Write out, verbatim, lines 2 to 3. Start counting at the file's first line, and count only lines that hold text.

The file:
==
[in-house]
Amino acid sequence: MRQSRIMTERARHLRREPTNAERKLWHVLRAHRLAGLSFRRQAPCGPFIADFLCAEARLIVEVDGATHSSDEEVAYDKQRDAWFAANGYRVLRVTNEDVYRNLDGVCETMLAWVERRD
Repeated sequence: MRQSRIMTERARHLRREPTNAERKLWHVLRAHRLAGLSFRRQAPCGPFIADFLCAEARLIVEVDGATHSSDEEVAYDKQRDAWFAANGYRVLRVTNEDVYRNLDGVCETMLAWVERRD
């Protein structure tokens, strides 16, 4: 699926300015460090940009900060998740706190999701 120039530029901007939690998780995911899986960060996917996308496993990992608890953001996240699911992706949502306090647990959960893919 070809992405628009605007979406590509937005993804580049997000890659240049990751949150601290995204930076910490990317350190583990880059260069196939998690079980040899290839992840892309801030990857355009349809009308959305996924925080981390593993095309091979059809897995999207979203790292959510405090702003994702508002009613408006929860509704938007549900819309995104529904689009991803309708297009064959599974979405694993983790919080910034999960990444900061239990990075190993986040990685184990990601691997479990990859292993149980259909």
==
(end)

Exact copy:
Amino acid sequence: MRQSRIMTERARHLRREPTNAERKLWHVLRAHRLAGLSFRRQAPCGPFIADFLCAEARLIVEVDGATHSSDEEVAYDKQRDAWFAANGYRVLRVTNEDVYRNLDGVCETMLAWVERRD
Repeated sequence: MRQSRIMTERARHLRREPTNAERKLWHVLRAHRLAGLSFRRQAPCGPFIADFLCAEARLIVEVDGATHSSDEEVAYDKQRDAWFAANGYRVLRVTNEDVYRNLDGVCETMLAWVERRD